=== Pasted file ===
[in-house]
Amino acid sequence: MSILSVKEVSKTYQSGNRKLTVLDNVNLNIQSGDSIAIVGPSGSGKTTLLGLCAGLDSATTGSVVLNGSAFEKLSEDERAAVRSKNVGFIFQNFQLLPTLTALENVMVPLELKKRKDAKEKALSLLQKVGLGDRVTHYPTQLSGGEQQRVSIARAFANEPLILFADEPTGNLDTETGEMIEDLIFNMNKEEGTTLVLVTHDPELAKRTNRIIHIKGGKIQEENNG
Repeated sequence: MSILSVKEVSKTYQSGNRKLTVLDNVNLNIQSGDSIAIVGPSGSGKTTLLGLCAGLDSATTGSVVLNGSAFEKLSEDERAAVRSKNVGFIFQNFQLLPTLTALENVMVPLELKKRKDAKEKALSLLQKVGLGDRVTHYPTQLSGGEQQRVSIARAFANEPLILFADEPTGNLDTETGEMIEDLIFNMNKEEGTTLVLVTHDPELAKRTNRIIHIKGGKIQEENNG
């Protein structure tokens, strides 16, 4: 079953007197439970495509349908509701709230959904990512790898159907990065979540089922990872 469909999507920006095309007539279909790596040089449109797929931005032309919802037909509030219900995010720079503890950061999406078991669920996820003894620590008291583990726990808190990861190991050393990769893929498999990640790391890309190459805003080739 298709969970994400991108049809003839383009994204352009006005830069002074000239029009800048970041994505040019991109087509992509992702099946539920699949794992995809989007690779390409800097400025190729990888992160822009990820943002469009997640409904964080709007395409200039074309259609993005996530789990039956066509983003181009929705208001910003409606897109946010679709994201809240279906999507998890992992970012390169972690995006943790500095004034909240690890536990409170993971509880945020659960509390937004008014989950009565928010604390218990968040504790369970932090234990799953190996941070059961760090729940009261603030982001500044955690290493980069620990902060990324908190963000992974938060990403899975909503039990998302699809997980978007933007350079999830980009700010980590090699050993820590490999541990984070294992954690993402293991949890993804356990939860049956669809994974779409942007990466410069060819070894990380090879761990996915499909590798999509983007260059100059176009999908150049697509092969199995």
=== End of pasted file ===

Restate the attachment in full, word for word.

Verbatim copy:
[in-house]
Amino acid sequence: MSILSVKEVSKTYQSGNRKLTVLDNVNLNIQSGDSIAIVGPSGSGKTTLLGLCAGLDSATTGSVVLNGSAFEKLSEDERAAVRSKNVGFIFQNFQLLPTLTALENVMVPLELKKRKDAKEKALSLLQKVGLGDRVTHYPTQLSGGEQQRVSIARAFANEPLILFADEPTGNLDTETGEMIEDLIFNMNKEEGTTLVLVTHDPELAKRTNRIIHIKGGKIQEENNG
Repeated sequence: MSILSVKEVSKTYQSGNRKLTVLDNVNLNIQSGDSIAIVGPSGSGKTTLLGLCAGLDSATTGSVVLNGSAFEKLSEDERAAVRSKNVGFIFQNFQLLPTLTALENVMVPLELKKRKDAKEKALSLLQKVGLGDRVTHYPTQLSGGEQQRVSIARAFANEPLILFADEPTGNLDTETGEMIEDLIFNMNKEEGTTLVLVTHDPELAKRTNRIIHIKGGKIQEENNG
């Protein structure tokens, strides 16, 4: 079953007197439970495509349908509701709230959904990512790898159907990065979540089922990872 469909999507920006095309007539279909790596040089449109797929931005032309919802037909509030219900995010720079503890950061999406078991669920996820003894620590008291583990726990808190990861190991050393990769893929498999990640790391890309190459805003080739 298709969970994400991108049809003839383009994204352009006005830069002074000239029009800048970041994505040019991109087509992509992702099946539920699949794992995809989007690779390409800097400025190729990888992160822009990820943002469009997640409904964080709007395409200039074309259609993005996530789990039956066509983003181009929705208001910003409606897109946010679709994201809240279906999507998890992992970012390169972690995006943790500095004034909240690890536990409170993971509880945020659960509390937004008014989950009565928010604390218990968040504790369970932090234990799953190996941070059961760090729940009261603030982001500044955690290493980069620990902060990324908190963000992974938060990403899975909503039990998302699809997980978007933007350079999830980009700010980590090699050993820590490999541990984070294992954690993402293991949890993804356990939860049956669809994974779409942007990466410069060819070894990380090879761990996915499909590798999509983007260059100059176009999908150049697509092969199995």